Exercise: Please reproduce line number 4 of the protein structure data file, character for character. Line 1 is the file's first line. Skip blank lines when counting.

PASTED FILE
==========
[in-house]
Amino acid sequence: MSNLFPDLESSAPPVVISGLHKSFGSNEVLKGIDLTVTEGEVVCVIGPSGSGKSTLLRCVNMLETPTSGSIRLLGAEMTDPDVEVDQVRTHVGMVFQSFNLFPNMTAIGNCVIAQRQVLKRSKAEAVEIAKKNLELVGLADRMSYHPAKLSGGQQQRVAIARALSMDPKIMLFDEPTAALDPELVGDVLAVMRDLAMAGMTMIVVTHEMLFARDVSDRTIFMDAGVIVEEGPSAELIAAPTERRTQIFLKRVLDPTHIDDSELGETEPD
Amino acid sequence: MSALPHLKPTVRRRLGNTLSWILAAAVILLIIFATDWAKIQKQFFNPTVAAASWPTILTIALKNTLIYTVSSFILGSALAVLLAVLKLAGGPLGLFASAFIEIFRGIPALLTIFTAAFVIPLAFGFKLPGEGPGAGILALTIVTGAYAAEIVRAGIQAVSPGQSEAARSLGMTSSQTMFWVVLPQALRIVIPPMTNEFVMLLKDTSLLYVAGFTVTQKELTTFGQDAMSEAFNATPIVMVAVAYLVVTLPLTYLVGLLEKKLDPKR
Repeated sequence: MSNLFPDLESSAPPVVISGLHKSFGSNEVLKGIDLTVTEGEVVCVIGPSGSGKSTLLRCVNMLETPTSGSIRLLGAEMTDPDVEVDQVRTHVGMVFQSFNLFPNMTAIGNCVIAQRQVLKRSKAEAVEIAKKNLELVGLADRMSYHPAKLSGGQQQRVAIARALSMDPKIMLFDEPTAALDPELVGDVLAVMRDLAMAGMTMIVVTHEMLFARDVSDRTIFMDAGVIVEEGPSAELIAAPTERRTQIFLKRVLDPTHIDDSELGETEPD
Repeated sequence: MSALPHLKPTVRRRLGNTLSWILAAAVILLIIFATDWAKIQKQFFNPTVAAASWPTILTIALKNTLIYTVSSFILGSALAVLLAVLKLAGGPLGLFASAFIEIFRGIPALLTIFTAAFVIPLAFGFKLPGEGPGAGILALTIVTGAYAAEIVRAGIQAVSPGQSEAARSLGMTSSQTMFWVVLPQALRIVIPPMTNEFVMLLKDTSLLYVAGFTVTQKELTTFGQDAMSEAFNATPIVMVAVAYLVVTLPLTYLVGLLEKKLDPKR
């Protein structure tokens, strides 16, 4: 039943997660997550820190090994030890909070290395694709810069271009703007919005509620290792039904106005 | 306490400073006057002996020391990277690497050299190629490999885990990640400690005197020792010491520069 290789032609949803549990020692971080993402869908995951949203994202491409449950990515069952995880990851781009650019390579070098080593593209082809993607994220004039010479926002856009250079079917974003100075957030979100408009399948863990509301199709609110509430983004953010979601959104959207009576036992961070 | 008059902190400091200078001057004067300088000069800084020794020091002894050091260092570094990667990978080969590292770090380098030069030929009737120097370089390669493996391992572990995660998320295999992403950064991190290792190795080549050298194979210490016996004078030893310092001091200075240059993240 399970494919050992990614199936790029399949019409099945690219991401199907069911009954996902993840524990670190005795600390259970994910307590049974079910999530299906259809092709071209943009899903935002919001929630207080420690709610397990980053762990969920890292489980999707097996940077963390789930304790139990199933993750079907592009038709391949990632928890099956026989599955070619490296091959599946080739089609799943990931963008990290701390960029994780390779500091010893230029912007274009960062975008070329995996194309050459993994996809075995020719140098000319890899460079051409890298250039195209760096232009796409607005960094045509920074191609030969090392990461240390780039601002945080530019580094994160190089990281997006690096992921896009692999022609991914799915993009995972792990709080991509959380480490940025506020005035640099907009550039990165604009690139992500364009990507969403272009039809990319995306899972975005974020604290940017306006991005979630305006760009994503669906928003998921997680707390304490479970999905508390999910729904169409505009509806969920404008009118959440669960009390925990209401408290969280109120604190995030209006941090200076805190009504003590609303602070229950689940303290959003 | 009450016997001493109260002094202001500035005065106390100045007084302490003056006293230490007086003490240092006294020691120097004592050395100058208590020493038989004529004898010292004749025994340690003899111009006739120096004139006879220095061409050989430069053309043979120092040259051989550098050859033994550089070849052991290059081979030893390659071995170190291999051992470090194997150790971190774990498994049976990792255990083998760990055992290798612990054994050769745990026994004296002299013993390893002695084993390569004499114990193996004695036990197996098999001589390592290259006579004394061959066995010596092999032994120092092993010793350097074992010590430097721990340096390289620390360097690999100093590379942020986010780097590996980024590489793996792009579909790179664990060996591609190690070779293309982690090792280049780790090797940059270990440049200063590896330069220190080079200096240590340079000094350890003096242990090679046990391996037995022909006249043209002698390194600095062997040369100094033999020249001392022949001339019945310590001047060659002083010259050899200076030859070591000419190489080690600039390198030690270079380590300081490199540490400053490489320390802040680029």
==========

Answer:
Repeated sequence: MSNLFPDLESSAPPVVISGLHKSFGSNEVLKGIDLTVTEGEVVCVIGPSGSGKSTLLRCVNMLETPTSGSIRLLGAEMTDPDVEVDQVRTHVGMVFQSFNLFPNMTAIGNCVIAQRQVLKRSKAEAVEIAKKNLELVGLADRMSYHPAKLSGGQQQRVAIARALSMDPKIMLFDEPTAALDPELVGDVLAVMRDLAMAGMTMIVVTHEMLFARDVSDRTIFMDAGVIVEEGPSAELIAAPTERRTQIFLKRVLDPTHIDDSELGETEPD